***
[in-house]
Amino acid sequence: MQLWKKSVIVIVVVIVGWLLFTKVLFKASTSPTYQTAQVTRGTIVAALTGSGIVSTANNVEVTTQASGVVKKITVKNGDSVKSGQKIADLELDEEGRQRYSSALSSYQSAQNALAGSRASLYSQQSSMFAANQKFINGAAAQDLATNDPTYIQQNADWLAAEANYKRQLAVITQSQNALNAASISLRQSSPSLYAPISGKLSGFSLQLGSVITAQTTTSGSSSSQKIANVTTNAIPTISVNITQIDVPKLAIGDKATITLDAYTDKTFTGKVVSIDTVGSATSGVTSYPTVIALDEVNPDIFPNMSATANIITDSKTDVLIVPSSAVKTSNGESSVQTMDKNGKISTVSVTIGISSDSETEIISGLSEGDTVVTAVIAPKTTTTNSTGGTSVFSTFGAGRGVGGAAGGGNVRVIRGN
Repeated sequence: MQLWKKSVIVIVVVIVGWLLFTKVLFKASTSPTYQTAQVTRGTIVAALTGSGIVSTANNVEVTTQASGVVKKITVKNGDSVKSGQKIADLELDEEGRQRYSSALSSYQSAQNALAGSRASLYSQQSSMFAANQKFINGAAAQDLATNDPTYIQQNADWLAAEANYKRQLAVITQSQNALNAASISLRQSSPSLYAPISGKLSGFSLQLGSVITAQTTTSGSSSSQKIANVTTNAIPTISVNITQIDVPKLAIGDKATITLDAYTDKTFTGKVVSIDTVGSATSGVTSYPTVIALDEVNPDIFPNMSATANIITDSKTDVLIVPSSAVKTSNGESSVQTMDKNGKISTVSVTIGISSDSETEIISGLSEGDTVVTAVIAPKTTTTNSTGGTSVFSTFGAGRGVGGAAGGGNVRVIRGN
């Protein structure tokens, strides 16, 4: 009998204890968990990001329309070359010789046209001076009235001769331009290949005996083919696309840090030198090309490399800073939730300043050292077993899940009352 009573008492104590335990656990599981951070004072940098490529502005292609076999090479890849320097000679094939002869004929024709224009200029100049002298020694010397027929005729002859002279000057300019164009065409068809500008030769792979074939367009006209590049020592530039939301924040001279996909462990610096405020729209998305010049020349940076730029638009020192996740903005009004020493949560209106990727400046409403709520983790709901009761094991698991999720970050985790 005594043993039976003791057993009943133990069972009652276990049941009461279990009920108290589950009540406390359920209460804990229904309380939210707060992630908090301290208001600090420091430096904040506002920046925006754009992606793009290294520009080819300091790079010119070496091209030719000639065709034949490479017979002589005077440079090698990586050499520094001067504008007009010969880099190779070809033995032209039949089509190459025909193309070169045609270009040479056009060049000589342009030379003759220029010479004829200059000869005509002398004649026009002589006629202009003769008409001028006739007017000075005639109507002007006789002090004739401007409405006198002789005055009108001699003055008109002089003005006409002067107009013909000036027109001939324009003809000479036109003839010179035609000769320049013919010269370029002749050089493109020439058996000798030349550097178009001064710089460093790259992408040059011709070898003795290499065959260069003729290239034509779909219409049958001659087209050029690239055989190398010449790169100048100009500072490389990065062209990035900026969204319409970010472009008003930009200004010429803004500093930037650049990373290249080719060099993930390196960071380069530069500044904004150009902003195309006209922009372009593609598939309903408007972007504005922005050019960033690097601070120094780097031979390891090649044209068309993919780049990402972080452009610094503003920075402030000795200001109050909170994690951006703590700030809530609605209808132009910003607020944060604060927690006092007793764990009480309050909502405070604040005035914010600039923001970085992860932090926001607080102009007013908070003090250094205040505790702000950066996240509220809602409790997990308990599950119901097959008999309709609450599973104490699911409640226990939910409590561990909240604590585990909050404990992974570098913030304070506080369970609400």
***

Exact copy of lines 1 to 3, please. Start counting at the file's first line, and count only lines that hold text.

[in-house]
Amino acid sequence: MQLWKKSVIVIVVVIVGWLLFTKVLFKASTSPTYQTAQVTRGTIVAALTGSGIVSTANNVEVTTQASGVVKKITVKNGDSVKSGQKIADLELDEEGRQRYSSALSSYQSAQNALAGSRASLYSQQSSMFAANQKFINGAAAQDLATNDPTYIQQNADWLAAEANYKRQLAVITQSQNALNAASISLRQSSPSLYAPISGKLSGFSLQLGSVITAQTTTSGSSSSQKIANVTTNAIPTISVNITQIDVPKLAIGDKATITLDAYTDKTFTGKVVSIDTVGSATSGVTSYPTVIALDEVNPDIFPNMSATANIITDSKTDVLIVPSSAVKTSNGESSVQTMDKNGKISTVSVTIGISSDSETEIISGLSEGDTVVTAVIAPKTTTTNSTGGTSVFSTFGAGRGVGGAAGGGNVRVIRGN
Repeated sequence: MQLWKKSVIVIVVVIVGWLLFTKVLFKASTSPTYQTAQVTRGTIVAALTGSGIVSTANNVEVTTQASGVVKKITVKNGDSVKSGQKIADLELDEEGRQRYSSALSSYQSAQNALAGSRASLYSQQSSMFAANQKFINGAAAQDLATNDPTYIQQNADWLAAEANYKRQLAVITQSQNALNAASISLRQSSPSLYAPISGKLSGFSLQLGSVITAQTTTSGSSSSQKIANVTTNAIPTISVNITQIDVPKLAIGDKATITLDAYTDKTFTGKVVSIDTVGSATSGVTSYPTVIALDEVNPDIFPNMSATANIITDSKTDVLIVPSSAVKTSNGESSVQTMDKNGKISTVSVTIGISSDSETEIISGLSEGDTVVTAVIAPKTTTTNSTGGTSVFSTFGAGRGVGGAAGGGNVRVIRGN